Losing that Venture I thought I would head off to Hek and get a new one. Really make it a shiny new ship with the latest modules. Spent probably ten million isk and of course I didn’t insure it. I brought it back and decided to ore mine instead of gas. The w-space had been quiet for a few hours and the ore site was within 4 AU of the Hi Sec hole so I thought I would be safe if I tapped my D-Scan while I mined. Well that was my mistake!! The Helios must have slipped in through the C4 hole and knew the layout of the hole. Never saw anything other than a few seconds before my ship exploded, the web and lasers seething through my haul. BAM!! Another Venture lost and another ten million isk down the drain. Either he let me go or I was quick with the warp because at least he did not pod me.
That was the last ship I lost that day.
The real loss came when my corporation mate was running some PI. Normally this is a pretty safe operation as things go in the hole. Suddenly he was bubbled in his Epithal and asking for help. Stupid me, at first I didn’t understand his plea and jumped to the POCO with my probing ship. DOH!! I Warped out and came back with my Ferox ready to do battle. I saw space littered with bubbles. I am still a complete newb to this kind of fighting, so I targeted the closest enemy and shot towards it with seven heavy ion blasters trained on the little ship. Suddenly I was bubbled and I knew it was all over. I did have the wits about me to eject and warp my pod to the star — so I never did lose my clone and some expensive cybernetic implants. I lost most of those last week when my pilot was destroyed doing another stupid endeavor.
My friend came out worse on this debacle losing some 400,000,000 isk worth of stuff. I probably lost 100,000,000 isk of ship and modules.
To be fair to myself, I am still a big newb to space battles. I have been involved with maybe four or five fights and lost every one of them. Another corp mate said I should just buy 100 inexpensive frigates and just expect to die 99 times with them. Its paying your dues in the game, I guess. Its disheartening to die in the game but its just a big part of the game.
Perhaps one day I can get revenge against some of these nasty pilots. Or chastise newbies like me with their first 100 ships? I am getting better, as at least I know how to warp away with my pod.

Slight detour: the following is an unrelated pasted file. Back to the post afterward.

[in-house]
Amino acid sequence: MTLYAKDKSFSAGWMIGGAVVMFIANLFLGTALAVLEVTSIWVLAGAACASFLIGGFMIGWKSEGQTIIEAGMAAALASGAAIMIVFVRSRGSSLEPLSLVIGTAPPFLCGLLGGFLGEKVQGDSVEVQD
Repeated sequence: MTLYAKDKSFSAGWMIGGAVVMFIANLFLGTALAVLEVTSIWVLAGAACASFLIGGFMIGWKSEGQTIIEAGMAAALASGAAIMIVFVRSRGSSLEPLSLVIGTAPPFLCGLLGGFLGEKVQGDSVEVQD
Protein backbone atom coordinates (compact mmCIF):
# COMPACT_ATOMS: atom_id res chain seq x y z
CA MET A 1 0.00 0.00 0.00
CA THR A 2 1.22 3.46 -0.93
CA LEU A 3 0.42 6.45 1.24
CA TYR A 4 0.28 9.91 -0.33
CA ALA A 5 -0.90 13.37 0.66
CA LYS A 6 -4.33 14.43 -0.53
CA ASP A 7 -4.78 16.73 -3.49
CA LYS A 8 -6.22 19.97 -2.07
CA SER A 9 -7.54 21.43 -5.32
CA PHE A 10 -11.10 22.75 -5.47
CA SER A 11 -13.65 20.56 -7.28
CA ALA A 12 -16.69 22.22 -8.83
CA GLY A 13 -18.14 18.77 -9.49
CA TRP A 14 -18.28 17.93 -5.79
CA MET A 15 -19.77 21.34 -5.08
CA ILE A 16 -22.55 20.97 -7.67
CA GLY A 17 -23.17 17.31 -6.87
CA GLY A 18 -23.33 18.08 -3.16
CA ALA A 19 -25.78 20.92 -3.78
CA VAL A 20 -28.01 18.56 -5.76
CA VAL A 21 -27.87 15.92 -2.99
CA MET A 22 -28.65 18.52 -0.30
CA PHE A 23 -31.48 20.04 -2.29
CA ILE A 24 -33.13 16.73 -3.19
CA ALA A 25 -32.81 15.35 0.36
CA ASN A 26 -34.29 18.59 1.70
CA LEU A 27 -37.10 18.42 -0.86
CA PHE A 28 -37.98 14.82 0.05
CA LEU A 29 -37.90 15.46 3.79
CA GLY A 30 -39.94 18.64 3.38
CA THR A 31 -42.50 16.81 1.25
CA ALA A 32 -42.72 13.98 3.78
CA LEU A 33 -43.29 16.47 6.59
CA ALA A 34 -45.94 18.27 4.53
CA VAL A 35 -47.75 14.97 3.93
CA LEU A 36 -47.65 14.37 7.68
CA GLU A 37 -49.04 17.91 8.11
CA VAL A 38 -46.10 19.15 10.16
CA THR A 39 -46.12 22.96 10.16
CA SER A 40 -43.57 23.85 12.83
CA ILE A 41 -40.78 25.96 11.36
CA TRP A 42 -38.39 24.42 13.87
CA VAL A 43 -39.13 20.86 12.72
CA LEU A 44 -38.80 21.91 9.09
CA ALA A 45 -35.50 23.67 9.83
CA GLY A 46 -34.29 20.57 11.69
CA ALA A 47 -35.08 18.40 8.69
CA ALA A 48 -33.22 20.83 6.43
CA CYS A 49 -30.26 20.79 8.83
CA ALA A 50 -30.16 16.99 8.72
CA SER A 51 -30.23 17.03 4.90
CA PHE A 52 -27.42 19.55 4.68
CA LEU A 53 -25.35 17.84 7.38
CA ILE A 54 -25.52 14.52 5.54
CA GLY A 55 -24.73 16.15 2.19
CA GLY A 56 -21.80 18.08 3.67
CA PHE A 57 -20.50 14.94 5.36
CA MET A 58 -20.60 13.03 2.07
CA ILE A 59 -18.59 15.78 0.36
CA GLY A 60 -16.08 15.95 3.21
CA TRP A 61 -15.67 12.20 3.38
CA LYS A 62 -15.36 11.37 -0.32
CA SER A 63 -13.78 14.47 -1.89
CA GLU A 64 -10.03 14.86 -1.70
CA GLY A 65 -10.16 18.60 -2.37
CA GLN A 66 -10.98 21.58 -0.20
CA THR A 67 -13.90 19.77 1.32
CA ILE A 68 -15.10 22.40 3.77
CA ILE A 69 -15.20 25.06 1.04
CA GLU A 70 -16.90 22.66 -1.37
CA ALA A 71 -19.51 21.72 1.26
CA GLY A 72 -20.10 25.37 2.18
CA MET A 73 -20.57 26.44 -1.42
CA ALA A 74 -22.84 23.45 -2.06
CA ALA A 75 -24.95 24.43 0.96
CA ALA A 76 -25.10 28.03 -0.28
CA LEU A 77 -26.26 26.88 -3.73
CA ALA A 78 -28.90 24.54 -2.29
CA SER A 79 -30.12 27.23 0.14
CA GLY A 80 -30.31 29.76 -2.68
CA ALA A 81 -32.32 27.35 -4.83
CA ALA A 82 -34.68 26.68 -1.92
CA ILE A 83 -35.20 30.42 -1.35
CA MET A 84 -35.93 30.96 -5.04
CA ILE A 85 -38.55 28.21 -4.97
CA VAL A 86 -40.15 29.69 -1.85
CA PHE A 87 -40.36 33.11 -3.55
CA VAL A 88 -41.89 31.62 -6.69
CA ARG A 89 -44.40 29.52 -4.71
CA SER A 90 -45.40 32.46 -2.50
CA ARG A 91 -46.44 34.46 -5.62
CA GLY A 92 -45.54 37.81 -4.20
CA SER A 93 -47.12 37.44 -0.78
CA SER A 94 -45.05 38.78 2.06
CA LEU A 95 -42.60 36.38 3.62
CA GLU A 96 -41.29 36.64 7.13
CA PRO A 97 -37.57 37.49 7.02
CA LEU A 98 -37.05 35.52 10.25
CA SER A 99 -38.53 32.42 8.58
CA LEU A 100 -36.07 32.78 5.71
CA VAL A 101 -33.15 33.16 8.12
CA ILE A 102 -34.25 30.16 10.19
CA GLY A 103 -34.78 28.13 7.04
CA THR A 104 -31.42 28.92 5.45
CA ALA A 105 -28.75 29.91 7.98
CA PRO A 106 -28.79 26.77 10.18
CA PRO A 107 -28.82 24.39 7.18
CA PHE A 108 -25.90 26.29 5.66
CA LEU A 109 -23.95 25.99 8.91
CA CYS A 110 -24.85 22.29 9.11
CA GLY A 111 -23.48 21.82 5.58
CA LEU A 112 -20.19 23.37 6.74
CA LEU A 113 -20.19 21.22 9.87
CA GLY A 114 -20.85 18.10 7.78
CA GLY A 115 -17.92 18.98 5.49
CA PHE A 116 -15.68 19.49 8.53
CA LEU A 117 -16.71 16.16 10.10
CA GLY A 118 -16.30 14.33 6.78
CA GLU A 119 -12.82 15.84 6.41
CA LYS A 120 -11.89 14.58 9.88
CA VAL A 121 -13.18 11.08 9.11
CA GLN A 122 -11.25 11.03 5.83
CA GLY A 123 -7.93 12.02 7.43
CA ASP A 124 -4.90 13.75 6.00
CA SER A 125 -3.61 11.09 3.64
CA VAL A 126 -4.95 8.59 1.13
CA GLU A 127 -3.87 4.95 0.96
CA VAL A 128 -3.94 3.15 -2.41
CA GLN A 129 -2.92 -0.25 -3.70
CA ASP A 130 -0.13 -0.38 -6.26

Greed on my part is why I lost two ventures this weekend. I should have just ore mined in High Sec. Or check out each gas site first with the battlecruiser before going into an “unknown” gas site. Next time I will record my findings in the bookmarks about rats and other aspects of gas sites.
Beyond my debacle over the holiday weekend, I have overall been doing quite well in Eve. Late last week I made two forays into Amarr and Jita selling close to 500,000,000 isk worth of high end PI and modules gleamed from rats. Money is always a good thing and I seemed to have found ways of making enough to keep ships around (for now).
I also learned how to probe. I never thought I would figure this out. I’m a rather slow learner and I get very frustrated easily. I quit things I don’t understand, too. A bit of prodding and help from a certain corporation mate got me into practicing this every day. Now I am rather confident about my abilities. I still take a while to probe down all the anomalies in our hole, but I know I can do it. A good thing when no one else is on and I need to figure out what is out there.
I am also learning skills so I can do data and relic sites. I think I have the skills down but have yet been in a situation when I can try these two types of anomalies.
Getting back to greed, I think for the most part that is the reason I die in the game. Three things I need to remember:
1) Always be on a mic when corps mates are on.
2) Keep eyes on the holes coming into our space — C4 and Hi.
3) Use the high security space as much as possible. Mining in the hole is just not really worth it. The ores there are no different than ore is High Security.
My worst problem is that I am six hours different from 90% of the pilots in my alliance. I may see them for an hour a day. Being alone in a worm hole is a daunting ordeal — pilots coming into that sort of space are there for one reason and its not to be friendly. For the most part, I can dance around inside the w-space and do what I need doing.
Last month I bought with my earnings in the game 2 extra training slots — that was very expensive and I won’t be able to do it again this month. It is odd that Extra Training PLEX is more expensive than normal PLEX. I would think it would be the other way around. Why use the Training PLEX when you can use normal PLEX for the same thing and pay 15,000,000 less isk for it. Dumb. Going rates in the game are about 770,000,000 to 810,000,000 isk for a PLEX, I may try to undercut that but its a lot of money to tie up for a couple of weeks if no one takes the bid.
Last night I resubscribed to a game that I hadn’t played in more than twelve years. In gaming terms, that is a millennium of time. I did not even think Dark Ages of Camelot was still in operation. I thought the sun had set on this game, like so many other classic fantasy MMOs. To my surprise the game is still active and there is a respected number of players.